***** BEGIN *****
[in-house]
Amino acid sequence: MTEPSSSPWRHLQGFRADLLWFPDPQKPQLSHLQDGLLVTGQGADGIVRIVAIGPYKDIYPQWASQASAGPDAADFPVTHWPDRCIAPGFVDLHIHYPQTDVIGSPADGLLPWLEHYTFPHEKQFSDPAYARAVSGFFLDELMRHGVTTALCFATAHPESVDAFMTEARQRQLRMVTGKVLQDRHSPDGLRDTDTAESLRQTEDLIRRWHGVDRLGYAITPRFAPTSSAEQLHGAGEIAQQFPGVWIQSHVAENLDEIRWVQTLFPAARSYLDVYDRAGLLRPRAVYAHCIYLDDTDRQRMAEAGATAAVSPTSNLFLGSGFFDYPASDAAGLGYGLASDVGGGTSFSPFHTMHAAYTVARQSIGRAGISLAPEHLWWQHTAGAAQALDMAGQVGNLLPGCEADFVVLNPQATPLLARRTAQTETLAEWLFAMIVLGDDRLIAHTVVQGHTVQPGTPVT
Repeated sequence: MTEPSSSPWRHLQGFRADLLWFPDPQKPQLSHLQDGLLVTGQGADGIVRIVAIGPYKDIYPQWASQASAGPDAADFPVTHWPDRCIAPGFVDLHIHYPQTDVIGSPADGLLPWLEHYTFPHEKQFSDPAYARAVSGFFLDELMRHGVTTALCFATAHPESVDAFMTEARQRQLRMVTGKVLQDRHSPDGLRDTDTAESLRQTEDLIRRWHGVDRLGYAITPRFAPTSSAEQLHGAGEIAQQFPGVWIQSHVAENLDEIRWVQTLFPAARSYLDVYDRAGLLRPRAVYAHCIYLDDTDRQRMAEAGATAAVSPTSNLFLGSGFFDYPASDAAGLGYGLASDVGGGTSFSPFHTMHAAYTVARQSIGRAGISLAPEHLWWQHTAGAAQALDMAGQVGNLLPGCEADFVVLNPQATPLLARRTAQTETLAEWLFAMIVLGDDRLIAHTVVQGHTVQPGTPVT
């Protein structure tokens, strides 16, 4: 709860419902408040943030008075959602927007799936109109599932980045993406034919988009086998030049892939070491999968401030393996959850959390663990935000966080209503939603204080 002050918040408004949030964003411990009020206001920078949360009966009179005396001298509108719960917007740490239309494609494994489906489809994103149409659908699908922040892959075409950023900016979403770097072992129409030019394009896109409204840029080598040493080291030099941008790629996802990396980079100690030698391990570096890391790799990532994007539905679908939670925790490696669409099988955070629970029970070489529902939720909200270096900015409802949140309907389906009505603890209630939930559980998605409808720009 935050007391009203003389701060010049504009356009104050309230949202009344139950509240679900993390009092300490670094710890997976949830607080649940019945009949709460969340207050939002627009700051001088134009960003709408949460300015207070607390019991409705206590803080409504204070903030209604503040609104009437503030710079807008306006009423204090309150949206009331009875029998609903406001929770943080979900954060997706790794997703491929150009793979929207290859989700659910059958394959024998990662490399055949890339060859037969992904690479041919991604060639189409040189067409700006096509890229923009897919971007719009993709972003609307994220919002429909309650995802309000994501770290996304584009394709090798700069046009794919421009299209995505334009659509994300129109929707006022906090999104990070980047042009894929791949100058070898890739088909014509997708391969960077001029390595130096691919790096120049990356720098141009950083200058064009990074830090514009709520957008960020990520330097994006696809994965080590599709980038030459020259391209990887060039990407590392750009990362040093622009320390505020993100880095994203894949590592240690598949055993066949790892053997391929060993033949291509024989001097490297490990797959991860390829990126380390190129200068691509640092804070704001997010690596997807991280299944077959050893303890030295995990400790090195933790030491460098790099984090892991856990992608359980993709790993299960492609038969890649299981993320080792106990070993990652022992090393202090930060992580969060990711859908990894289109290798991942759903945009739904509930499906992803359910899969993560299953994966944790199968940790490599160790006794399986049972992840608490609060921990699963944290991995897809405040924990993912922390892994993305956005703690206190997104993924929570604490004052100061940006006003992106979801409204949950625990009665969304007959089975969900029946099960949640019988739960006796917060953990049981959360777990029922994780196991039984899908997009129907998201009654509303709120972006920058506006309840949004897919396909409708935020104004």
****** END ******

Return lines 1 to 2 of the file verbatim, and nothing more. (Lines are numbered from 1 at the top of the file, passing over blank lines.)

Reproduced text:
[in-house]
Amino acid sequence: MTEPSSSPWRHLQGFRADLLWFPDPQKPQLSHLQDGLLVTGQGADGIVRIVAIGPYKDIYPQWASQASAGPDAADFPVTHWPDRCIAPGFVDLHIHYPQTDVIGSPADGLLPWLEHYTFPHEKQFSDPAYARAVSGFFLDELMRHGVTTALCFATAHPESVDAFMTEARQRQLRMVTGKVLQDRHSPDGLRDTDTAESLRQTEDLIRRWHGVDRLGYAITPRFAPTSSAEQLHGAGEIAQQFPGVWIQSHVAENLDEIRWVQTLFPAARSYLDVYDRAGLLRPRAVYAHCIYLDDTDRQRMAEAGATAAVSPTSNLFLGSGFFDYPASDAAGLGYGLASDVGGGTSFSPFHTMHAAYTVARQSIGRAGISLAPEHLWWQHTAGAAQALDMAGQVGNLLPGCEADFVVLNPQATPLLARRTAQTETLAEWLFAMIVLGDDRLIAHTVVQGHTVQPGTPVT